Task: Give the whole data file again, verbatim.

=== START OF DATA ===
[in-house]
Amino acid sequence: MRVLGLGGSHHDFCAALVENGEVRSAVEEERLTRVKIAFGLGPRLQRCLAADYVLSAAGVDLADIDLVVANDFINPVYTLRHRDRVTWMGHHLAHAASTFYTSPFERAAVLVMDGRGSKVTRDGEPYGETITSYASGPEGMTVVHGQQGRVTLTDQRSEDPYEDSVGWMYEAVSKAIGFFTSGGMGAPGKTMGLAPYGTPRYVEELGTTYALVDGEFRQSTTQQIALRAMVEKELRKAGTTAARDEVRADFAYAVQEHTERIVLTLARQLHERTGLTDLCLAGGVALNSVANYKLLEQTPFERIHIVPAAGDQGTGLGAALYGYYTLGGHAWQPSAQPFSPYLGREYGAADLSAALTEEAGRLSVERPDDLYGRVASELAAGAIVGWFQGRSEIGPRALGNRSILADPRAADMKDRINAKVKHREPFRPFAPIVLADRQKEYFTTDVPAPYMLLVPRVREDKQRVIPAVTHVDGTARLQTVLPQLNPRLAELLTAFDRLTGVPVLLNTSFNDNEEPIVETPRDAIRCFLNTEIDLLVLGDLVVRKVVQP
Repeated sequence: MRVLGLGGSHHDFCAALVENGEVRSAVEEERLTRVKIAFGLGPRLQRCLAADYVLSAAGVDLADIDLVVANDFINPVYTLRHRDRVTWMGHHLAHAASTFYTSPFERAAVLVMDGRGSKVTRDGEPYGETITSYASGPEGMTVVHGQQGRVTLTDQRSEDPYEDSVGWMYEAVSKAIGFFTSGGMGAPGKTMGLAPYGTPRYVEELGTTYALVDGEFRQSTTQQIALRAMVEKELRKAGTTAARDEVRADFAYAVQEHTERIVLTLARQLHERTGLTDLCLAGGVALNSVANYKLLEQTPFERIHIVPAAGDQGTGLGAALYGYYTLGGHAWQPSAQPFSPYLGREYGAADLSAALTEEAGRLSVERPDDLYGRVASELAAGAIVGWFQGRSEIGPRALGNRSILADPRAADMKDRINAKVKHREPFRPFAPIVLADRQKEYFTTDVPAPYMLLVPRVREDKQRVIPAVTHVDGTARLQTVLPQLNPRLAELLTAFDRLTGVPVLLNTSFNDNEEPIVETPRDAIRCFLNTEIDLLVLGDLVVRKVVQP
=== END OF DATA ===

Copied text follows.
[in-house]
Amino acid sequence: MRVLGLGGSHHDFCAALVENGEVRSAVEEERLTRVKIAFGLGPRLQRCLAADYVLSAAGVDLADIDLVVANDFINPVYTLRHRDRVTWMGHHLAHAASTFYTSPFERAAVLVMDGRGSKVTRDGEPYGETITSYASGPEGMTVVHGQQGRVTLTDQRSEDPYEDSVGWMYEAVSKAIGFFTSGGMGAPGKTMGLAPYGTPRYVEELGTTYALVDGEFRQSTTQQIALRAMVEKELRKAGTTAARDEVRADFAYAVQEHTERIVLTLARQLHERTGLTDLCLAGGVALNSVANYKLLEQTPFERIHIVPAAGDQGTGLGAALYGYYTLGGHAWQPSAQPFSPYLGREYGAADLSAALTEEAGRLSVERPDDLYGRVASELAAGAIVGWFQGRSEIGPRALGNRSILADPRAADMKDRINAKVKHREPFRPFAPIVLADRQKEYFTTDVPAPYMLLVPRVREDKQRVIPAVTHVDGTARLQTVLPQLNPRLAELLTAFDRLTGVPVLLNTSFNDNEEPIVETPRDAIRCFLNTEIDLLVLGDLVVRKVVQP
Repeated sequence: MRVLGLGGSHHDFCAALVENGEVRSAVEEERLTRVKIAFGLGPRLQRCLAADYVLSAAGVDLADIDLVVANDFINPVYTLRHRDRVTWMGHHLAHAASTFYTSPFERAAVLVMDGRGSKVTRDGEPYGETITSYASGPEGMTVVHGQQGRVTLTDQRSEDPYEDSVGWMYEAVSKAIGFFTSGGMGAPGKTMGLAPYGTPRYVEELGTTYALVDGEFRQSTTQQIALRAMVEKELRKAGTTAARDEVRADFAYAVQEHTERIVLTLARQLHERTGLTDLCLAGGVALNSVANYKLLEQTPFERIHIVPAAGDQGTGLGAALYGYYTLGGHAWQPSAQPFSPYLGREYGAADLSAALTEEAGRLSVERPDDLYGRVASELAAGAIVGWFQGRSEIGPRALGNRSILADPRAADMKDRINAKVKHREPFRPFAPIVLADRQKEYFTTDVPAPYMLLVPRVREDKQRVIPAVTHVDGTARLQTVLPQLNPRLAELLTAFDRLTGVPVLLNTSFNDNEEPIVETPRDAIRCFLNTEIDLLVLGDLVVRKVVQP